The statistics, however, do not come close to confirming that “gang warfare” has become “embedded in our culture,” as the Telegraph claims. In 2016, according to the Metropolitan Police, known gang members were responsible for 24 percent of stabbings where the victim was under 25, and 7 percent of all knife offences. In 2017, just one in every 500 violent crimes recorded by the Met was classified as gang-related. Gangs are believed to be responsible for only 15 percent of murders committed in London since 2010.
The right-wing media is using highly emotive events to construct a false narrative with reactionary political objectives. The impression given is of feral bands of young working class, mainly black, men running riot in London. This is used to justify calls for ever more violent and authoritarian methods of policing, already including the more aggressive use of “stop and search” powers, harsher sentencing, a more widespread use of taser stun guns and the introduction of ID cards.
The drumbeat for harsher stop and search measures has been relentless, with the Daily Mail leading the way. Recent headlines include “Beat gang violence with more stop and search,” “Police MUST use more stop and search to stop gangs” and “Stop and search should be used in schools.”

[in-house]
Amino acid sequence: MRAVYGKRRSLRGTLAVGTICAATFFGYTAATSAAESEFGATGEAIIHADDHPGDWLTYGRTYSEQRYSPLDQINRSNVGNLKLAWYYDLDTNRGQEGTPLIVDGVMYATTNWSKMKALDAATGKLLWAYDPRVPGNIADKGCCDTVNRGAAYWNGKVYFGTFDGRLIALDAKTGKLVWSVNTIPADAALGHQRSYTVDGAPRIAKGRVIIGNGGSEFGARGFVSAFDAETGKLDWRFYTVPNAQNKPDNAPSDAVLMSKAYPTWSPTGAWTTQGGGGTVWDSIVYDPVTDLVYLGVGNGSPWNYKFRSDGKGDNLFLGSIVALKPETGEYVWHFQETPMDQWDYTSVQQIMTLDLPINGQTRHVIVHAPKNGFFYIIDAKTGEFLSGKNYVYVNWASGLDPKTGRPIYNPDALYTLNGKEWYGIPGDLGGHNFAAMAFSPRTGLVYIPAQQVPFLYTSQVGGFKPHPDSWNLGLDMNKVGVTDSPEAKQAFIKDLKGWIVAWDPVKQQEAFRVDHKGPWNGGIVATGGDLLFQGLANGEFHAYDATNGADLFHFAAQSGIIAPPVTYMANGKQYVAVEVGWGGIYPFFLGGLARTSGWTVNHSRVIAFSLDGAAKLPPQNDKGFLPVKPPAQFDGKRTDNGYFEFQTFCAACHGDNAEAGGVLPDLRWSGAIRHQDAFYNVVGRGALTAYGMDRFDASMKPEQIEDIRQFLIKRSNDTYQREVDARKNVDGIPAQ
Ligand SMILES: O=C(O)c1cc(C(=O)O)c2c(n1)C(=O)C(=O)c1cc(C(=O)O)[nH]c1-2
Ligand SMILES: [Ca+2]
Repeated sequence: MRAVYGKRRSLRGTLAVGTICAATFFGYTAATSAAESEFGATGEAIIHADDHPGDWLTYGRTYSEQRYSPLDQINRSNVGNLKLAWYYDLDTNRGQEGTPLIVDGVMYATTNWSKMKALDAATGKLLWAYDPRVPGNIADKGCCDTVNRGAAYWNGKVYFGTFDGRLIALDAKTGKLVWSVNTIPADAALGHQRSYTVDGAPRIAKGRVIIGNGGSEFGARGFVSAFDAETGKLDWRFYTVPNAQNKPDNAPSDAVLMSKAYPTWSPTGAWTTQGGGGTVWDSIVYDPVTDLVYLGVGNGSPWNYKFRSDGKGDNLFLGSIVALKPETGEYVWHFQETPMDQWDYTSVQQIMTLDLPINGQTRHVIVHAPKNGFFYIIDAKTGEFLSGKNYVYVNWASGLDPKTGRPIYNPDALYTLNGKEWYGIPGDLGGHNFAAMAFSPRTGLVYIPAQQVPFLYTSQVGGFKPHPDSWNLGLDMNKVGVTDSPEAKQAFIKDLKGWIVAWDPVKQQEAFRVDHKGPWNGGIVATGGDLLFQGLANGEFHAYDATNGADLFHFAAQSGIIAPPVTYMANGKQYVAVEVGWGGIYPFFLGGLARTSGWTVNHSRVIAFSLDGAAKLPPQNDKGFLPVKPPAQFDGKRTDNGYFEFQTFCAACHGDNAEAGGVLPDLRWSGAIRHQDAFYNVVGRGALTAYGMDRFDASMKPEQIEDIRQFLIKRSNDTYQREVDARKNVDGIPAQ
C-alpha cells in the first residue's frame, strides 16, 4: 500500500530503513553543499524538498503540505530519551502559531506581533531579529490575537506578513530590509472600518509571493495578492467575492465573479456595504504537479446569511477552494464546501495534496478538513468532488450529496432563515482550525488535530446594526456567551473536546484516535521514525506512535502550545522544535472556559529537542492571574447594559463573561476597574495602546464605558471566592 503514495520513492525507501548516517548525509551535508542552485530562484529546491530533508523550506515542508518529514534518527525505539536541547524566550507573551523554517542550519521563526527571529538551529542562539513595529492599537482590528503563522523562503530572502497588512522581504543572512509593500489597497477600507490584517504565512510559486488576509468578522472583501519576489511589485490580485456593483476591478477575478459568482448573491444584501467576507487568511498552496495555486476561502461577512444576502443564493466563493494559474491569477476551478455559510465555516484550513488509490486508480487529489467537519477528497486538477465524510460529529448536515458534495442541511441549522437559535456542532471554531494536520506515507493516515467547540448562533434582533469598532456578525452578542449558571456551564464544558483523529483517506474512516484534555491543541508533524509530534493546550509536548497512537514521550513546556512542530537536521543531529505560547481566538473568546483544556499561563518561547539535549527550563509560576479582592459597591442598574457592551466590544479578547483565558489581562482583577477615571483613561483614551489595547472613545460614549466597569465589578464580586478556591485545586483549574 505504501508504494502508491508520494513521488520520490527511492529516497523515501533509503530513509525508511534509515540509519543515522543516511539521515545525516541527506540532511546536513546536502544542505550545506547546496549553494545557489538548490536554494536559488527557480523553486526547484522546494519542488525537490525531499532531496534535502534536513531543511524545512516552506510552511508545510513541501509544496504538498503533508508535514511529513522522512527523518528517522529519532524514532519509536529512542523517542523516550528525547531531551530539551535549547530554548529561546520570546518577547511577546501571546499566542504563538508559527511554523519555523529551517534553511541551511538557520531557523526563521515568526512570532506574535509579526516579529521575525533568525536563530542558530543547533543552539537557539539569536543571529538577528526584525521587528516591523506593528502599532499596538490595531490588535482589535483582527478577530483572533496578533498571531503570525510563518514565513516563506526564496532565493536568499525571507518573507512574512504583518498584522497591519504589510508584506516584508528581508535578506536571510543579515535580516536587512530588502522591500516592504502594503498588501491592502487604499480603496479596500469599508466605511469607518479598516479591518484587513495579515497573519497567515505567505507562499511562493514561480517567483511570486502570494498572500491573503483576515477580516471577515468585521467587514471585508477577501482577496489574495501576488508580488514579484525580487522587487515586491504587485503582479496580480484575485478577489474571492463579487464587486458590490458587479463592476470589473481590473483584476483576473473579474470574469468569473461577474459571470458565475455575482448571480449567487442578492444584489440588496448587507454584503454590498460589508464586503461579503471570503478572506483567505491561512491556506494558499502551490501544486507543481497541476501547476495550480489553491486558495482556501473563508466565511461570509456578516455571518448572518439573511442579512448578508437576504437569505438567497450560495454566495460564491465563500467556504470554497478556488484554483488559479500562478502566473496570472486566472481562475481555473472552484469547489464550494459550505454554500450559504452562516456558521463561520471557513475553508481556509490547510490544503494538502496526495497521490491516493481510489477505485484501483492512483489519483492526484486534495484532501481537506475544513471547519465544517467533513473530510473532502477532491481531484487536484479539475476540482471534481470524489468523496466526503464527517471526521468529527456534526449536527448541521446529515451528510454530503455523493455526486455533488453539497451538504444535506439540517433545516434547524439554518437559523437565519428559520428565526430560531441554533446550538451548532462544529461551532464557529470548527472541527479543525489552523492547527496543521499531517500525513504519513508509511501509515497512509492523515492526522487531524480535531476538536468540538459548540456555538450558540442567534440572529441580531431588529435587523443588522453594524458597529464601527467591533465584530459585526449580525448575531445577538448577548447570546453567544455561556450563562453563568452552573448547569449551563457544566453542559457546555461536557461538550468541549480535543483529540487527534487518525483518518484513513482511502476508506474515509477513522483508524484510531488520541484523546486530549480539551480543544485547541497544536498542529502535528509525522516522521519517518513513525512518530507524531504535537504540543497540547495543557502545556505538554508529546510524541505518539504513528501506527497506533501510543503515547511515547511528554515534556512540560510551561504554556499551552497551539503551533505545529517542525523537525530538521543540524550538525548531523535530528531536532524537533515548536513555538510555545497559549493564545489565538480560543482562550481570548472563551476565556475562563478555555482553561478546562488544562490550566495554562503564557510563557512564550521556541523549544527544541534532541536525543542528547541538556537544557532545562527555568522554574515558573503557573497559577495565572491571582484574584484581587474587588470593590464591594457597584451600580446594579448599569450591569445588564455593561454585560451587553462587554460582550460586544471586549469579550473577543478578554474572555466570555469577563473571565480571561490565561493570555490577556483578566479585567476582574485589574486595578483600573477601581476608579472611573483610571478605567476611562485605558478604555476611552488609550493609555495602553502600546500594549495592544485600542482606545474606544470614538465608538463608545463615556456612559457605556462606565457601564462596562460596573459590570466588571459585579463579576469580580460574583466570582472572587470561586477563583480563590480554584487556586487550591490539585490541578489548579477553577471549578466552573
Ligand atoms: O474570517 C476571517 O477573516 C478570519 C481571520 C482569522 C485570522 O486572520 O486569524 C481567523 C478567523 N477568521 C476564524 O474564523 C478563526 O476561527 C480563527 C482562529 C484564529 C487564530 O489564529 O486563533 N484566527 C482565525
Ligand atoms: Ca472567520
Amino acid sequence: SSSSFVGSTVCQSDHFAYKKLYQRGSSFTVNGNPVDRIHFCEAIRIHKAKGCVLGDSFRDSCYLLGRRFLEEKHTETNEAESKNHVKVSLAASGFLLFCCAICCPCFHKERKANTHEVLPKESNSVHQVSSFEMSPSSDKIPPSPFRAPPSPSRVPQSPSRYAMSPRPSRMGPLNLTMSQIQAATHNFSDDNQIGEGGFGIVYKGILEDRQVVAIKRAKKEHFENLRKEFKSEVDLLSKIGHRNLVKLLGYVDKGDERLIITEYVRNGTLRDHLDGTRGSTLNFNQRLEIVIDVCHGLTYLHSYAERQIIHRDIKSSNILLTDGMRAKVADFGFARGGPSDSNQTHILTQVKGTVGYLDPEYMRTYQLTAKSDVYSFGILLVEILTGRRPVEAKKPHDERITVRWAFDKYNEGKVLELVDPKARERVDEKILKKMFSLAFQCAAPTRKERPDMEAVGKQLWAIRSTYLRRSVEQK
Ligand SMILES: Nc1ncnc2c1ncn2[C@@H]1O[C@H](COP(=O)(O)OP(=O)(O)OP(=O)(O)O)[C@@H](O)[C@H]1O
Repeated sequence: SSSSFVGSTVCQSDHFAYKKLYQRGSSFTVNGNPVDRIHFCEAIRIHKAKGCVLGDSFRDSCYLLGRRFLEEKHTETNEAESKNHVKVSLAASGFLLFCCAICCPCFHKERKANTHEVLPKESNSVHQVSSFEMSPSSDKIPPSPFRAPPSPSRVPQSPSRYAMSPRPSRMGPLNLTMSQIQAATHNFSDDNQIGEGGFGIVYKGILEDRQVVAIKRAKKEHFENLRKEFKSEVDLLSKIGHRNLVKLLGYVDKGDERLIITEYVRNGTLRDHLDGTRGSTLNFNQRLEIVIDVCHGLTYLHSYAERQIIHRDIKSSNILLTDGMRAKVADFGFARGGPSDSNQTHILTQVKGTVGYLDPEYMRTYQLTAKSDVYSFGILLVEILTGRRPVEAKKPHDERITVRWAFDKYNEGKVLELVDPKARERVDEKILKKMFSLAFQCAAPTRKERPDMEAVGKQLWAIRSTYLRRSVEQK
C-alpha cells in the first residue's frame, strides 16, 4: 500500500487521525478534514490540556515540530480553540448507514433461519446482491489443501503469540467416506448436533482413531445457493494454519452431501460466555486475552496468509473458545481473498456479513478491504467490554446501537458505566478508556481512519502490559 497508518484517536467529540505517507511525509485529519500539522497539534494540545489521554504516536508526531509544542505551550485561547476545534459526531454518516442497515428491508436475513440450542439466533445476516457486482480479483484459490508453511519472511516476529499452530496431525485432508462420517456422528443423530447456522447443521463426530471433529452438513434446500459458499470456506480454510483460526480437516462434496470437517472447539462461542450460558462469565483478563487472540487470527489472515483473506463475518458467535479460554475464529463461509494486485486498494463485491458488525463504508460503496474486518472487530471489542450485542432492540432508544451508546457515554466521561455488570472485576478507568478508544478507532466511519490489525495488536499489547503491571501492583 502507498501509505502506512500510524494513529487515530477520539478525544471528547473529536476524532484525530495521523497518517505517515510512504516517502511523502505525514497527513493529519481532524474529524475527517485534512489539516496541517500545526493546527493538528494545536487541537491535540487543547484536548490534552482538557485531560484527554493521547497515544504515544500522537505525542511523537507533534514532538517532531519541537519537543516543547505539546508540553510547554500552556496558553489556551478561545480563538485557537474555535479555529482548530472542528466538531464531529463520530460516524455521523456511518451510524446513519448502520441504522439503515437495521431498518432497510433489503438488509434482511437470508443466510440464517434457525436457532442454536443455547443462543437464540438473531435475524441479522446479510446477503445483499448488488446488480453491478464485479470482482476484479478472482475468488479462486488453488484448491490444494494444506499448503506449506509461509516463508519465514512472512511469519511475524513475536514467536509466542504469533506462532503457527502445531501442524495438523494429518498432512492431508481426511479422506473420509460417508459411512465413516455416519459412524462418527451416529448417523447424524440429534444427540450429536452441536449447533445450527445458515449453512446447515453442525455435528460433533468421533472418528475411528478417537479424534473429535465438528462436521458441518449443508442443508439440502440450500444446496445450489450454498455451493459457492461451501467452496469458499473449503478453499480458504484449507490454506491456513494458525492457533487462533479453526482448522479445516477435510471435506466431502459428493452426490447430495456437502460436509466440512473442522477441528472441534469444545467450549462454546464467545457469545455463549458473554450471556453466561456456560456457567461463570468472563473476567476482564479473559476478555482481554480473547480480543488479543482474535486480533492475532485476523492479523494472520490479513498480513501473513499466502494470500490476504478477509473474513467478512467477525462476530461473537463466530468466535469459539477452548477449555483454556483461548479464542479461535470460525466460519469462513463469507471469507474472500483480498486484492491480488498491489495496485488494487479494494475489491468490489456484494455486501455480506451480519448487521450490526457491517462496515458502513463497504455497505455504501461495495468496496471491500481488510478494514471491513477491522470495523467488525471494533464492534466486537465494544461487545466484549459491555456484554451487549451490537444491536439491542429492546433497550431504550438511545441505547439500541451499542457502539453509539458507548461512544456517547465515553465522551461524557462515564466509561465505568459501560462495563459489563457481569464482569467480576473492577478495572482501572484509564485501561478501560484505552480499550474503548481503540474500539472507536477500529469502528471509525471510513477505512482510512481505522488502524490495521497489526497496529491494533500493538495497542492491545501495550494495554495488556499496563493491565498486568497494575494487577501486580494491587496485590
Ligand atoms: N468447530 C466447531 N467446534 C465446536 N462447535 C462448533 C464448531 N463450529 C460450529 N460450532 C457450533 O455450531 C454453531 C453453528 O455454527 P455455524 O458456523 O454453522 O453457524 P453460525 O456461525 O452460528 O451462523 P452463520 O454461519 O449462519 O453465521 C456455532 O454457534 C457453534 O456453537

Last August, the right-wing Centre for Social Justice think tank, co-founded by former Tory leader Iain Duncan Smith, published a report making the same argument and demanding “a zero tolerance approach.” Former Labour Prime Minister Tony Blair lent his weight in an interview, saying he always believed police should have access to stop and search powers and called on May to hold an emergency national security Cobra committee meeting on knife crime and “do whatever it takes.”
There is zero evidence that stop and search does anything to reduce violent crime. A College of Policing study of Metropolitan Police boroughs looking at 10 years of data from 2004-14 found that it had no effect. Its real purpose is to help the police intimidate working class youth.
Calls for stricter sentencing conveniently ignore the fact that sentences for knife crimes have steadily lengthened since 2008—alongside an increase in offences. The home secretary nonetheless introduced a raft of knife crime prevention orders in February, requiring low standards of proof to secure up to two years’ detention.
Human rights group Liberty, the Runnymede Trust and the Children’s Society warned that these measures raised “profound human rights concerns,” being likely to be “based on assumptions and stereotypes relating to where a person lives, where they go to school or who they are friends with—all of which may be crude proxies for race or socio-economic status.”